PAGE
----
1-Bromopropane is used as a cleaning agent or adhesive solvent in the workplace. The present study investigated the long-term effects of exposure to 1-bromopropane on biochemical components in the central nervous system (CNS) of rats. Four groups, each of nine male Wistar rats, were exposed to 200, 400, or 800 ppm 1-bromopropane or fresh air only, 8 h per day, 7 days a week for 12 weeks. We measured the levels of neuron-specific γ-enolase, glia-specific β-S100 protein, creatine kinase (CK) subunits B and M, heat shock protein Hsp27 (by enzyme immunoassay), enzymatic activity of CK and levels of glutathione (GSH), oxidized glutathione (GSSG) and sulfhydrul (SH) base in the cerebrum, cerebellum, brainstem and spinal cord. γ-Enolase decreased dose-dependently in the cerebrum, which showed a decrease in wet weight, at 400 ppm or over, but no change was noted in β-S100 protein in any brain region or spinal cord. Hsp27 decreased in the cerebellum, brainstem and spinal cord. Protein-bound SH base, non-protein SH base and total glutathione decreased in every brain region. CK activity decreased dose-dependently at 200 ppm or over, and the ratio of CK activity to CK-B concentration tended to decrease in all regions. The decrease in γ-enolase in the cerebrum suggests the involvement of biochemical changes in neurons with decrease in the wet weight of the cerebrum. Glutathione depletion and changes in proteins containing SH base as a critical site might be the underlying neurotoxic mechanism of 1-bromopropane. The biochemical changes in the cerebrum indicate that long-term exposure to 1-bromopropane has effects on the CNS.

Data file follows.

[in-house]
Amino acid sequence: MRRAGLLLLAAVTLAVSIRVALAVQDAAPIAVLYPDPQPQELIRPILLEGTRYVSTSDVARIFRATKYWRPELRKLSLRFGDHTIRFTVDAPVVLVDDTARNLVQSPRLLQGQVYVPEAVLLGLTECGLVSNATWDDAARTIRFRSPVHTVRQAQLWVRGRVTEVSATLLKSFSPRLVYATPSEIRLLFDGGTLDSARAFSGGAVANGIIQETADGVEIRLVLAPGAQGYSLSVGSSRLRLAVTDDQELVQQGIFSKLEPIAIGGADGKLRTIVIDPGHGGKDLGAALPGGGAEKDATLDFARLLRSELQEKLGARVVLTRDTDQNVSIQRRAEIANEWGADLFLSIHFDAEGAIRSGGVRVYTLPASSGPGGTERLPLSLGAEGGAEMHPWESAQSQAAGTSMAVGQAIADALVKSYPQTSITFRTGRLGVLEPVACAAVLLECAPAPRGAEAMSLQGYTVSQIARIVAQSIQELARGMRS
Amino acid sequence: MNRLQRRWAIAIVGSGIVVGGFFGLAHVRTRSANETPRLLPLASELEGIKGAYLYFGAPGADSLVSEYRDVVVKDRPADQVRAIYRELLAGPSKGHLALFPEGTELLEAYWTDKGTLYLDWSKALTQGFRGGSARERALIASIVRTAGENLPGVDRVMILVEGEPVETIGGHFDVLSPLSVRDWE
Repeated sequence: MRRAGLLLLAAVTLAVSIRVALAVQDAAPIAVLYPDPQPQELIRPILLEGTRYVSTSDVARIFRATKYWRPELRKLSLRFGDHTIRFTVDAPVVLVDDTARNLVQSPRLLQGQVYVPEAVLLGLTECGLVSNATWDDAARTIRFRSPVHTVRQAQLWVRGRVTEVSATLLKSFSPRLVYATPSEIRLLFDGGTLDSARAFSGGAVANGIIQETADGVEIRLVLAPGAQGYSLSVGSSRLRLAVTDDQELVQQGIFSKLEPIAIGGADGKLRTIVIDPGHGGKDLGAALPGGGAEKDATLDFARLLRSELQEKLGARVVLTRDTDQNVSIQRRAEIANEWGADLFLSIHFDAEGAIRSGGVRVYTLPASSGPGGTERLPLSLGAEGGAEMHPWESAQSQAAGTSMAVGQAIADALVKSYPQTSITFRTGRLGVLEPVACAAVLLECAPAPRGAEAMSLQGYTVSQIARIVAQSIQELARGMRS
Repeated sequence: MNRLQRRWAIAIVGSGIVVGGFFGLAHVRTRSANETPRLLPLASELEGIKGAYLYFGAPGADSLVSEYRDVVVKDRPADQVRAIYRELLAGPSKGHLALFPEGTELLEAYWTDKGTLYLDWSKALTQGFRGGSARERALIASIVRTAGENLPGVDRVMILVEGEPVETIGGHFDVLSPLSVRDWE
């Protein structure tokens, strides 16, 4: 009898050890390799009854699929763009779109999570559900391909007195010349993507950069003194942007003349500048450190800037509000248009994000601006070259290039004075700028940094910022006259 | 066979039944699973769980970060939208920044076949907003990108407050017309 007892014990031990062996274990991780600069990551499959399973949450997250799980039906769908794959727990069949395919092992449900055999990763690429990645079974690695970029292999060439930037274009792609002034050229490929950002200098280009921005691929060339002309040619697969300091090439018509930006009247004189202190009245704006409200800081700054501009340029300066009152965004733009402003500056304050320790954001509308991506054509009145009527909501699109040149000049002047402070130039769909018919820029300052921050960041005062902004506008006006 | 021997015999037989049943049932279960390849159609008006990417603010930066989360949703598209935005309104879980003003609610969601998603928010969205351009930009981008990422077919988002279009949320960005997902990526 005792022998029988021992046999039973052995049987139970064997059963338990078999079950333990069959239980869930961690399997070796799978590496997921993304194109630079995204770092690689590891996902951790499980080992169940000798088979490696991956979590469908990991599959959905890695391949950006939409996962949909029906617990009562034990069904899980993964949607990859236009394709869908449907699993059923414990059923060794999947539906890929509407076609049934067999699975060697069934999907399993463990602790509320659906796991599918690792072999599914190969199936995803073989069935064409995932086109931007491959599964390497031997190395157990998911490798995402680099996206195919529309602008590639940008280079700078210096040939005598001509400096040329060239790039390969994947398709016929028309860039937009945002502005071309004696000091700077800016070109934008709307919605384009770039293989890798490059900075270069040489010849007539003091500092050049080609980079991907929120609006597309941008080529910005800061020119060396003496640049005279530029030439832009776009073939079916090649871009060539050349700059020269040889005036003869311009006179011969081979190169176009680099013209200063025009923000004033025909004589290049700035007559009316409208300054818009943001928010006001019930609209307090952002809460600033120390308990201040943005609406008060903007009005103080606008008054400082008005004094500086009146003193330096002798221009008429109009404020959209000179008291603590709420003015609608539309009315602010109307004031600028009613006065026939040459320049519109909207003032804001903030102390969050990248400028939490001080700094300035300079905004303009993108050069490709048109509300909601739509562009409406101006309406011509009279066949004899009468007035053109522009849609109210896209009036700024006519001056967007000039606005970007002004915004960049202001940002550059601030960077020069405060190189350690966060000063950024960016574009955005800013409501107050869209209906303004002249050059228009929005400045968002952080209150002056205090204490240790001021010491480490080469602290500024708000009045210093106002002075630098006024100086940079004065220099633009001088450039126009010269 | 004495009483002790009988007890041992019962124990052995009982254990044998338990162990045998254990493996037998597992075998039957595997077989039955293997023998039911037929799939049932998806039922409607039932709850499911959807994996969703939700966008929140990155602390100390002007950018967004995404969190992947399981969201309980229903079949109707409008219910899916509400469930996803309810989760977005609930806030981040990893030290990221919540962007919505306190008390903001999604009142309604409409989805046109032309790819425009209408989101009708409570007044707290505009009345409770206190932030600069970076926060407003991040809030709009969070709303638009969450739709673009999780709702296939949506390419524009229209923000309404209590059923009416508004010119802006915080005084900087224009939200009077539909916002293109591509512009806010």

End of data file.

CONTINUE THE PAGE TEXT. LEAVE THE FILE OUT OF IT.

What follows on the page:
- Creatine kinase
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